CHRIS CLARKE

Chief cre­ative officer, in­ter­na­tional, Dig­i­taslbi

Campaign UK - - PRIVATE VIEW -

Such is the state of our in­dus­try that I won­der if I over­re­act when I look at ads nowa­days. Pour­ing vit­riol on stuff that’s OK and over­prais­ing as ge­nius stuff that’s only a lit­tle more than OK. I blame WHAT SO­CIAL MEDIA IS DO­ING TO OUR BRAINS. Any­way, th­ese ads are all mostly OK.

SPO­TIFY is a bit bet­ter than OK, maybe be­cause it’s about the seething sex­ual sub­text un­der­ly­ing the sim­ple in­ter­ac­tions of fam­ily mem­bers. It’s a smart in­sight, link­ing the con­trast be­tween the com­mu­nal na­ture of fam­ily and pri­vate lives of its mem­bers to the need for a fam­ily ac­count. And you don’t see many ads about wank­ing th­ese days. In fact, I can’t think of any at all, ever. Though, writ­ing this, I’m look­ing for­ward to my in­box fill­ing up with ex­am­ples.

I’d love to like the HELL­MANN’S stuff here be­cause it’s brave, and we like brav­ery from clients and spend a lot of time ask­ing for more of it. But not like this, I find my­self think­ing. And can we please, please stop with all the toast­ing in ad copy? “Here’s to” has to be on the banned clichés list, surely? I find the ty­pog­ra­phy an­noy­ing and the idea be­hind th­ese just doesn’t ap­pear to have any con­nec­tion what­so­ever to the brand. I just don’t know why they’re do­ing this. I’m not squea­mish, but th­ese ads have me retch­ing for the loo, not reach­ing for the Hell­mann’s – sorry. Not OK.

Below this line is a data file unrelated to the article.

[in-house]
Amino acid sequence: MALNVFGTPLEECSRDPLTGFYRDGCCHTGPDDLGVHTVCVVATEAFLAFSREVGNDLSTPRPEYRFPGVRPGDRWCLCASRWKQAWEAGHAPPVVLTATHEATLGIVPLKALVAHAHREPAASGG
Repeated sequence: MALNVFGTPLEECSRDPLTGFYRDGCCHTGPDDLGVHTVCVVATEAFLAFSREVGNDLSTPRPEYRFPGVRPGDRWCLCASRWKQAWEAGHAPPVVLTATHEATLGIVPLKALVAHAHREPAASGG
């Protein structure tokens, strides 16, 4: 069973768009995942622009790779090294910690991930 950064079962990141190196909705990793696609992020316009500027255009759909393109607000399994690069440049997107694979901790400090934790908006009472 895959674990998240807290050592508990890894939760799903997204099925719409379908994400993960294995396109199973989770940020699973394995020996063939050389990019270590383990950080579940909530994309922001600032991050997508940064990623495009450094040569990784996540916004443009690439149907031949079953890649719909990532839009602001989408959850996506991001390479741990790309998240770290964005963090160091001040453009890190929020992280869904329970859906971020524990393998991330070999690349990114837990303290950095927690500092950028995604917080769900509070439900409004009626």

ALZHEIMER’S SO­CI­ETY. There are a lot of ads th­ese days ac­knowl­edg­ing our di­vided cul­ture and urg­ing us to see past our dif­fer­ences. Ad­ver­tis­ers need to do this be­cause the cen­tre ground al­lows them to ap­peal to the broad­est num­ber of peo­ple pos­si­ble. What a world we live in, when ad­spend needs to re­mind us of our bet­ter selves! This is an ef­fec­tive mes­sage re­mind­ing us that Alzheimer’s is in­dis­crim­i­nate and doesn’t care what fil­ter bub­ble we oc­cupy. I love that the media buy de­liv­ered the idea by show­ing it si­mul­ta­ne­ously on Chan­nel 4 and ITV, pre­sum­ably to Re­main­ers on the for­mer and Brex­iters on the lat­ter. It’s re­fresh­ing to see media and cre­ative pulling to­gether to un­der­line the cam­paign idea – some­thing we need to see more of.

Bradley Wig­gins, mod hard­man of cy­cling, now has a beard and is sell­ing SKO­DAS. Some­one who was pre­pared to do any­thing to win (maybe push­ing the rules be­yond break­ing point, though we’d all rather not be­lieve that) now has the per­spec­tive and the time to fo­cus on fam­ily and make a sur­pris­ing car choice. Some­how it all kind of works and we find our­selves lik­ing Skoda as the car for peo­ple who’ve calmed down a bit but still like to stand out. As with all Skoda ads, this one is telling you it’s OK to buy a Skoda. That’s OK with me.

I’ve used STUB­HUB loads of times and re­sented it every time. Isn’t it just a way to le­git­imise tout­ing? If it’s all about get­ting peo­ple out of the house to have fun, why not limit the price that can be charged for a ticket? It’s hard not to see th­ese third-party re­sellers as kind of af­fil­i­ate trick­sters, tak­ing money from fans and mu­si­cians. So ethics are never top of mind, which I guess is why strik­ing oil is a use­ful metaphor to use in an ad – the mes­sage? Dirty money in a jaunty set­ting. Now that’s not re­ally OK, is it?

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